there an altar, and offered burnt offerings and peace offerings,”
rising early speaks of zeal, and their building an altar speaks of a desire to offer
something to God; but again, as in 20:26, conspicuously absent is any mention of the
Trespass or Sin offering. All their
zealous activity, in fact, appears to have been without direction from God; and in it
we see the equivalent of what marked the nation in the days of Christ, in regard to
which Paul has written, ... they have a zeal of God, but not according to
knowledge” (Ro 10:2). Similar ignorant
zeal characterizes much of Christendom today. There
is much busy activity, but it is to be feared that much of it is simply the energy of
absence of any reference to the Trespass or Sin offering speaks of an inadequate
comprehension of their own sinfulness, and sadly, that same lack is all too apparent
in the midst of professed believers today.
“And the children of Israel said, Who is there among all the tribes of
Israel that came not up with the congregation unto the Lord?
For they had made a great oath concerning him that came not up to the Lord to
Mizpeh, saying, He shall surely be put to death.”
following verses make it clear that they then conceived the expedient of finding
wives for the Benjamites from among those who would be slain in fulfillment of their
rash vow relative to those who hadn’t joined them in the conflict with Benjamin.
There is nothing to indicate that they had any command from God to engage in
this further slaughter, or that it was His plan to furnish wives of the virgin
daughters of those who would be slain.
lesson is obvious in all of this. God
would have us learn the folly of making rash vows; and He would have us see the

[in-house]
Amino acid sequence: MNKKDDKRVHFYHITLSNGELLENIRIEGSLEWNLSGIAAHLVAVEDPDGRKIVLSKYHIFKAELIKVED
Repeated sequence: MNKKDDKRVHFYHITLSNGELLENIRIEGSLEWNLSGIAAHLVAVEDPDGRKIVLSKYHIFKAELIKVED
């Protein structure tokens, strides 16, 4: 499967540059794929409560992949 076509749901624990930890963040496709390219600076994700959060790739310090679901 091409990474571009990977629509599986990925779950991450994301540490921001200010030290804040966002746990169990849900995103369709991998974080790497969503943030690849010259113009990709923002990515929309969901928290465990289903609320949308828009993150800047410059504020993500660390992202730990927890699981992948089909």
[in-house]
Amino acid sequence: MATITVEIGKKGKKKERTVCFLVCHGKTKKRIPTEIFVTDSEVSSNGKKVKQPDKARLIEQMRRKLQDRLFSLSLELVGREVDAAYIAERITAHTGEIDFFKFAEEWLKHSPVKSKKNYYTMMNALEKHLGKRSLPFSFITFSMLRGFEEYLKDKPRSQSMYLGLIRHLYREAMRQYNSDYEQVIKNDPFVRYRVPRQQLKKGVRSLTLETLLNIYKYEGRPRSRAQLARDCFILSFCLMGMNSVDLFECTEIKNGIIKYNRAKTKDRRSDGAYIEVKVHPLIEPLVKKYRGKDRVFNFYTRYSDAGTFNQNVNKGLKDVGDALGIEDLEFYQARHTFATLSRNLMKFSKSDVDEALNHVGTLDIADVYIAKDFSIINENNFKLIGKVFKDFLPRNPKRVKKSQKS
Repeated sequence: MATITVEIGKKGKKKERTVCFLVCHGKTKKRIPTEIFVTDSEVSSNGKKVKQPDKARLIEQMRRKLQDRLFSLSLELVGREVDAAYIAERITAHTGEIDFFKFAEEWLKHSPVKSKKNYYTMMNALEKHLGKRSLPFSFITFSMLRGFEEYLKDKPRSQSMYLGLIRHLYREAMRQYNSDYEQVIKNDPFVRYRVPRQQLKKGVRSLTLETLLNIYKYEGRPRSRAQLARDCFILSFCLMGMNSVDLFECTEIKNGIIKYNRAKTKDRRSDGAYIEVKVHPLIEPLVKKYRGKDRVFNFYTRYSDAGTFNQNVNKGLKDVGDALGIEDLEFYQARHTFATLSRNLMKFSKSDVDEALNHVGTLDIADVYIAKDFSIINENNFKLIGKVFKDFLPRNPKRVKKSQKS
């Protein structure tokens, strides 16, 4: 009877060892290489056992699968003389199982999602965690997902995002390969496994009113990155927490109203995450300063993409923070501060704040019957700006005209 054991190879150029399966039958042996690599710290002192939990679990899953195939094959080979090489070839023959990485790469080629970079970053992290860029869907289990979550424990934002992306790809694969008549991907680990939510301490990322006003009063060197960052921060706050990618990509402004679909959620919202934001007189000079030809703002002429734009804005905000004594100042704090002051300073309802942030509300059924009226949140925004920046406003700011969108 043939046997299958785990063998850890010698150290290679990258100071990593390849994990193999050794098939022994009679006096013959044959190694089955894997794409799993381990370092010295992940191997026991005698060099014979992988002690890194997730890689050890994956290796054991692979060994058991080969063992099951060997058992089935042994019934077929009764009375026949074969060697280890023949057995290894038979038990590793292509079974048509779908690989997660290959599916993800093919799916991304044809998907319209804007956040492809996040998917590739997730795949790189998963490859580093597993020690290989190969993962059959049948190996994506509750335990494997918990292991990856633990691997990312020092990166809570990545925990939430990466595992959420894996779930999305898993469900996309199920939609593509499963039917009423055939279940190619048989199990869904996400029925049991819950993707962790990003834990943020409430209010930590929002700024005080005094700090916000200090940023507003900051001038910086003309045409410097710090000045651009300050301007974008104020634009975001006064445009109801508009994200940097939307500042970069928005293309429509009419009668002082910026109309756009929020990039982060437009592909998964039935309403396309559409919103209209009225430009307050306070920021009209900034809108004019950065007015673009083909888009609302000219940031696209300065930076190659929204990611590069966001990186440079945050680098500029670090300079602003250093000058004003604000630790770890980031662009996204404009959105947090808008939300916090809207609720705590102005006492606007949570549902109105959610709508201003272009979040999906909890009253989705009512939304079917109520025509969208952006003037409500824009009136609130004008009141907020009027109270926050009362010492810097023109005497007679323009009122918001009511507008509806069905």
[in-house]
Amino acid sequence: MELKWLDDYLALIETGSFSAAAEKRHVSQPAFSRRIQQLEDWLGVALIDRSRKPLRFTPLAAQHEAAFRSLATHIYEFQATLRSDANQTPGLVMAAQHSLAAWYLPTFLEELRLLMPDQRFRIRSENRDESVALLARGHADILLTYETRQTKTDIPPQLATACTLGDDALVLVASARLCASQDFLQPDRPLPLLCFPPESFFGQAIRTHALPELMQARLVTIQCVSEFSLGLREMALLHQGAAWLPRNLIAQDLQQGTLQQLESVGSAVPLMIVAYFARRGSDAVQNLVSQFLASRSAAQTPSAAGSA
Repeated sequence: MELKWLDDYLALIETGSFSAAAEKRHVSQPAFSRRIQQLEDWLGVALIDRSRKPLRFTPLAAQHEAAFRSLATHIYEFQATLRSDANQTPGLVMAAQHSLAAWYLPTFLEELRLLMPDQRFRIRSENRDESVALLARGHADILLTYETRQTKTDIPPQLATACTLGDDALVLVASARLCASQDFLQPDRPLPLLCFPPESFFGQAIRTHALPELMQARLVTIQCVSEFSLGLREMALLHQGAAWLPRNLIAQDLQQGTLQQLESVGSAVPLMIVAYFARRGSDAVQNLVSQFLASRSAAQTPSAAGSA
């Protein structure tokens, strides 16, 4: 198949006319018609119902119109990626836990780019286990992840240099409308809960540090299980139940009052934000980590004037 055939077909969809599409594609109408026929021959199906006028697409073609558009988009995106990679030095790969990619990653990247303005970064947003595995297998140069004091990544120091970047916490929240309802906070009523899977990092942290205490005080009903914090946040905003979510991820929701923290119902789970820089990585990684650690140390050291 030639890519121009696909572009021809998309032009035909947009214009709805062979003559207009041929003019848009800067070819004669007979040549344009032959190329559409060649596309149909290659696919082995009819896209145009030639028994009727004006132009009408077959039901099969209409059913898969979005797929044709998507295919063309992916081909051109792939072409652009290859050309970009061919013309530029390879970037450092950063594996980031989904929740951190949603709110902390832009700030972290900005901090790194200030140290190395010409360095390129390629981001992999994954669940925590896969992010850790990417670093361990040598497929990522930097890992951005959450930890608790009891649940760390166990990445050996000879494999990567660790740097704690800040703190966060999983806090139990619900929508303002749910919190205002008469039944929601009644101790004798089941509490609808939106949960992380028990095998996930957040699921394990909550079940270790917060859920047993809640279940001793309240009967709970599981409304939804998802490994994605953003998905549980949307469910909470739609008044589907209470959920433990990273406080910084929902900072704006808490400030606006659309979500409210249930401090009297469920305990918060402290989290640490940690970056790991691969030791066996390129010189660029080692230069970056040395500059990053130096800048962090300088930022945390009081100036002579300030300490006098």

circuitous paths into which one disobedience may lead us.
Jephthah is an example of the former (Jg 11:30).
His foolish vow doomed his daughter to perpetual virginity.
Adam is an example of the latter. What
misery has attended his one act of disobedience!
much wiser they would have been to wait upon God from beginning to end of the whole
“And the children of Israel repented them for Benjamin their brother, and
said, There is one tribe cut off from Israel this day.”
condemn them for the rash vow and subsequent action that had wrought such
destruction, is to declare that we have forgotten how often we ourselves have had
equal cause to repent of hasty words, and foolish conduct.
And our guilt is compounded if the memory of their folly and ours doesn’t
preserve us from repeating the error.
concern for Benjamin reminds us that we should have similar concern, not only for
unsaved family members, but for other believers, for they are our brethren.
“How shall we do for wives for them that remain, seeing we have sworn by the
Lord that we will not give them of our daughters to wives?”
repeated emphasis on the need of wives for the Benjamites continues to confirm the
truth that the wife represents the expression of the man’s spiritual life: true
spiritual life, or religion which the natural man mistakes for spiritual life.
Note the first Biblical reference to this type in Ge 2:18 “... It is not
good that the man should be alone.” Adam,
without a wife, is a type of man in his natural state.
concern to provide wives for their Benjamite brethren reminds us that we ought to
have the same concern to see that the Gospel is brought to the unconverted, for as